Eliminating Annoying Backup Drive Spin-Up

Do you suffer from spin-up wait times as OS X’s Finder attempts to access your idle external backup drive when you open up a file selection dialog box? Those seconds can add up – but wait no more, a solution is at hand!

I have SuperDuper! (recommended!) scheduled to do a nightly backup of my primary drive onto an external Seagate FreeAgent drive. The drive conveniently spins down to reduce wear and power consumption after being idle for a few minutes. However, since it is left mounted for the backup to run, the Finder feels the need to access it occasionally, incurring a few seconds of spinning beach-ball time.

The solution is to leave the external drive unmounted, and mount it only while the backup is running. You’re also free to mount it yourself whenever you like using the Disk Utility application.

The first thing you’ll need to do is to figure out what the UUID of the backup volume is. Run “diskutil list” from the Terminal’s command line, and find the volume you’re interested in. In my case the one I was looking for was the second partition, /dev/disk1s2:

   #:                       TYPE NAME                    SIZE       IDENTIFIER
   0:      GUID_partition_scheme                        *1.0 TB     disk1
   1:                        EFI                         209.7 MB   disk1s1
   2:                  Apple_HFS FreeAgent Drive         999.9 GB   disk1s2

Now get the volume’s UUID with “diskutil info /dev/disk1s2” – you’ll see a “Volume UUID” line with a large hexadecimal number like this:

   Volume UUID:              01234567-890A-BCDE-F012-34567890ABCD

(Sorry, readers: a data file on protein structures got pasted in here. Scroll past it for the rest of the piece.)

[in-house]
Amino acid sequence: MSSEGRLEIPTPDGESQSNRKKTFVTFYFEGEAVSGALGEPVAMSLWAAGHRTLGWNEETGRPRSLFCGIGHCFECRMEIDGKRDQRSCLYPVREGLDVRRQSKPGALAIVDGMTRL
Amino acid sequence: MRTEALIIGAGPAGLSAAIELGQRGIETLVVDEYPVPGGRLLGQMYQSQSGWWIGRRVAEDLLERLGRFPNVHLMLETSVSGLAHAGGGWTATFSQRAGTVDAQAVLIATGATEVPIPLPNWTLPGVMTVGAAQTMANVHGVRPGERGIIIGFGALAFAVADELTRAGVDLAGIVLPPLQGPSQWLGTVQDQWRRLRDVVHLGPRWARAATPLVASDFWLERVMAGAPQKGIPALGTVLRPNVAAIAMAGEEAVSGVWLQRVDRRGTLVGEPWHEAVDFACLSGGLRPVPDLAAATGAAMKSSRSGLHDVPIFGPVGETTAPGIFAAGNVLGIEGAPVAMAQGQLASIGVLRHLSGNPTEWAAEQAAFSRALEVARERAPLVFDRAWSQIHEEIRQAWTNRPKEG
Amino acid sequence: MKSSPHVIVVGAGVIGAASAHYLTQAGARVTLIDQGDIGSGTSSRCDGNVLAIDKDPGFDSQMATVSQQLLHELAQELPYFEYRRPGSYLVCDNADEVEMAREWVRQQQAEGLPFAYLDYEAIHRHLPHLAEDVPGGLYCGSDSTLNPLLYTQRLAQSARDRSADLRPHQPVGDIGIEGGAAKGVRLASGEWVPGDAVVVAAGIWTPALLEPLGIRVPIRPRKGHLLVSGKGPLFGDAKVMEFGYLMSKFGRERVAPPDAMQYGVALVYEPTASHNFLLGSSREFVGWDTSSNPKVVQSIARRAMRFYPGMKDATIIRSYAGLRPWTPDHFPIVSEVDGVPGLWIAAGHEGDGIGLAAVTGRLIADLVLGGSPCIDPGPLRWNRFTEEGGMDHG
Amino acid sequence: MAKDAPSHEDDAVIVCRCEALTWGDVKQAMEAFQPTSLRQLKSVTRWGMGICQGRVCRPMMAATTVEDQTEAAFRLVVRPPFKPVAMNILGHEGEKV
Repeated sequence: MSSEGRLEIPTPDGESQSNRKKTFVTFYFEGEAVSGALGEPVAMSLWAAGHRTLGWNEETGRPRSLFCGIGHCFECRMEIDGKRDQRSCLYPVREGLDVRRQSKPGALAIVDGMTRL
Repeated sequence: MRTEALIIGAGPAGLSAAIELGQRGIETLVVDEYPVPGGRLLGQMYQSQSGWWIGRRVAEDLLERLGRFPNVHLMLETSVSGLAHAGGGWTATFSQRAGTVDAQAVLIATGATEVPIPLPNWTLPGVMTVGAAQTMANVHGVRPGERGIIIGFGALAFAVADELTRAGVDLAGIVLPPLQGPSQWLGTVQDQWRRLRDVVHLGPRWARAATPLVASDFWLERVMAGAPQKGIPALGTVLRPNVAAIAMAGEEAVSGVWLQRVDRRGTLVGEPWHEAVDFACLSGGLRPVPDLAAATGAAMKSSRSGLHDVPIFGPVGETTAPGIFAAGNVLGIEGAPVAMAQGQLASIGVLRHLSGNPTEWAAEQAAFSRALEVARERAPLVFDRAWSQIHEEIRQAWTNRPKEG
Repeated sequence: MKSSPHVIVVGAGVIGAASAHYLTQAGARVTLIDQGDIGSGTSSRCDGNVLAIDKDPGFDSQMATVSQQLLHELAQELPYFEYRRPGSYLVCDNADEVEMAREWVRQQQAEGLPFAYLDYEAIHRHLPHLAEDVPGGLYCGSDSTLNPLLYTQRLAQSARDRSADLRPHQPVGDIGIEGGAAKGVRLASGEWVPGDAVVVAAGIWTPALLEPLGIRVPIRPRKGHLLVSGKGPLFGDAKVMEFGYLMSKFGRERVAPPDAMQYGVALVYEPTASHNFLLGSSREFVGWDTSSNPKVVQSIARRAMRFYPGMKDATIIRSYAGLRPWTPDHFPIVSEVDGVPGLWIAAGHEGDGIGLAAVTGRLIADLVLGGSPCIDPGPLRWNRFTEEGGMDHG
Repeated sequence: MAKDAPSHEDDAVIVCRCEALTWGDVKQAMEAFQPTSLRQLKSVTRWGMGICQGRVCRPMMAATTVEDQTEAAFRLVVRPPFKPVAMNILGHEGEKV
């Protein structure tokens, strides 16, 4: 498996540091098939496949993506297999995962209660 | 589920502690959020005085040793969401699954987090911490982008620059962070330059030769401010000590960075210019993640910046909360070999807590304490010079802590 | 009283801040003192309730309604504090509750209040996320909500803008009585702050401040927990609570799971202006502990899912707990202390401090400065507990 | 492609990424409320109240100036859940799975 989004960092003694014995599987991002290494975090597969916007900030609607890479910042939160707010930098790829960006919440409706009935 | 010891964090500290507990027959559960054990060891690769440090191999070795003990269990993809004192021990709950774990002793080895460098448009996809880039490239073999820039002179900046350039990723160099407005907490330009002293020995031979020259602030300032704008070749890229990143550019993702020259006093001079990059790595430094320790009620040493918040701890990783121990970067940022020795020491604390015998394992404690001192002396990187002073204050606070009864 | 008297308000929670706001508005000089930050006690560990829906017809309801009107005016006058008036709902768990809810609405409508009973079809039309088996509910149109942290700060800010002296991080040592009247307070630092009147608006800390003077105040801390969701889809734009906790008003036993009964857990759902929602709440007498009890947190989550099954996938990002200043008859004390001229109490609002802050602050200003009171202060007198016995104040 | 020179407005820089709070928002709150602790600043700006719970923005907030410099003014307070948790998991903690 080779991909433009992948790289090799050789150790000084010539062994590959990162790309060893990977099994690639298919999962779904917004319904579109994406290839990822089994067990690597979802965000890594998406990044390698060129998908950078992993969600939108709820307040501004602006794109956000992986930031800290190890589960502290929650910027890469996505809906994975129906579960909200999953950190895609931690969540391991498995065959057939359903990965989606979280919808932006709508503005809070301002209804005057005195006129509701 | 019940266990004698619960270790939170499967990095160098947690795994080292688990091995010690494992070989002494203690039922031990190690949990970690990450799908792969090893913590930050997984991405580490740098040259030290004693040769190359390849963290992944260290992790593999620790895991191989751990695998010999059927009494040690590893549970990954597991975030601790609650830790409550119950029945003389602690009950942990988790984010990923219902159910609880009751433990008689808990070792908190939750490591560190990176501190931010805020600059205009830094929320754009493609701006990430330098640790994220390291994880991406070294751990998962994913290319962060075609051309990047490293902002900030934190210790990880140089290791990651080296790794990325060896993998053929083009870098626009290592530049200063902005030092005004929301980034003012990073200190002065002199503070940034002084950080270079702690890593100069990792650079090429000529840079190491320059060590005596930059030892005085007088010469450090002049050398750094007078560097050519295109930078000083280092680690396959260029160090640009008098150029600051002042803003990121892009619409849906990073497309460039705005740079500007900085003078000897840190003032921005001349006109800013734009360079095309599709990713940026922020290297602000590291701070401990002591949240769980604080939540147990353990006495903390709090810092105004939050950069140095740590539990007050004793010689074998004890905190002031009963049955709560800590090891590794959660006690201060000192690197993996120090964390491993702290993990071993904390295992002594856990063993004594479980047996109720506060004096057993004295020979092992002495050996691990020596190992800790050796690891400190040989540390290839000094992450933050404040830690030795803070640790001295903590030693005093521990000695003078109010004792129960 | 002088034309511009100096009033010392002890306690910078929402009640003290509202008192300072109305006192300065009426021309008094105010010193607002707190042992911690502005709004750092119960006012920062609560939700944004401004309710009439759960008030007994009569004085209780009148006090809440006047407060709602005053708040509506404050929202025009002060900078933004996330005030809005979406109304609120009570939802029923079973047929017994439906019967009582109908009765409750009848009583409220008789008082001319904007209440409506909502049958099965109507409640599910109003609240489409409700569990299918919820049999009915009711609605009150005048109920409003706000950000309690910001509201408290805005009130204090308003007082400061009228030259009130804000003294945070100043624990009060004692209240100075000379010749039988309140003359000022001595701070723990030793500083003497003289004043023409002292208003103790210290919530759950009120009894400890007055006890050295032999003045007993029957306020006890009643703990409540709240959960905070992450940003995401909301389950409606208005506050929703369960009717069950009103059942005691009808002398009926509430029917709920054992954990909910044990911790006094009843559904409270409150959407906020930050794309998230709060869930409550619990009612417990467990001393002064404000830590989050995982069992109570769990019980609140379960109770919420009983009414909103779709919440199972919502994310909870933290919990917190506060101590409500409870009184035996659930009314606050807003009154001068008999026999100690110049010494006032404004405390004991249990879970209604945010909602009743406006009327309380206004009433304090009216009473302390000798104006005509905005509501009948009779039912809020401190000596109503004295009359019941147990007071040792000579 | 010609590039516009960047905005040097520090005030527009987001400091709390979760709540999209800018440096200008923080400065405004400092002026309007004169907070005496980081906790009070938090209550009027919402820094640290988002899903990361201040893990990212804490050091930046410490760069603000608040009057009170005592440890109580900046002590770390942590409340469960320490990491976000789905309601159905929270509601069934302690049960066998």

In the example above, the value “01234567-890A-BCDE-F012-34567890ABCD” is what we’re looking for.

In order for OS X (this post refers to 10.6) to ignore the backup drive on startup, you’ll have to tell it not to mount it. Even though it doesn’t create the file by default, OS X will use mount parameters from the file system table in the old familiar /etc/fstab file. The one we want is “noauto” and you can specify the disk to apply it to with the UUID you found above. Create the /etc/fstab file and add a line like the following to it:

UUID=01234567-890A-BCDE-F012-34567890ABCD none hfs rw,noauto

Here we’re specifying the backup volume with the UUID, “none” is the mount point so that OS X will mount it in /Volumes where you’re used to seeing it, and “hfs” is the filesystem type. The mount parameters “rw” and “noauto” specify that the volume is to be mounted writable, but not to mount it automatically at boot time.

The final step is to tell the backup system to mount and unmount the volume prior to and following the backup. OS X’s diskutil can mount disks using the UUID, so to mount the drive:

/usr/sbin/diskutil mountDisk 01234567-890A-BCDE-F012-34567890ABCD

and to unmount it:

/usr/sbin/diskutil unmountDisk 01234567-890A-BCDE-F012-34567890ABCD

SuperDuper! has an “advanced” option to run shell scripts before and after the backup is run, so that’s where I put those commands.

Now you can unmount your backup drive and you’ll no longer have to suffer through that agonizing few seconds of waiting for the Finder to uselessly spin it up! Not only that, but you’ll save wear and tear on your backup drive because it isn’t constantly spinning up and down.

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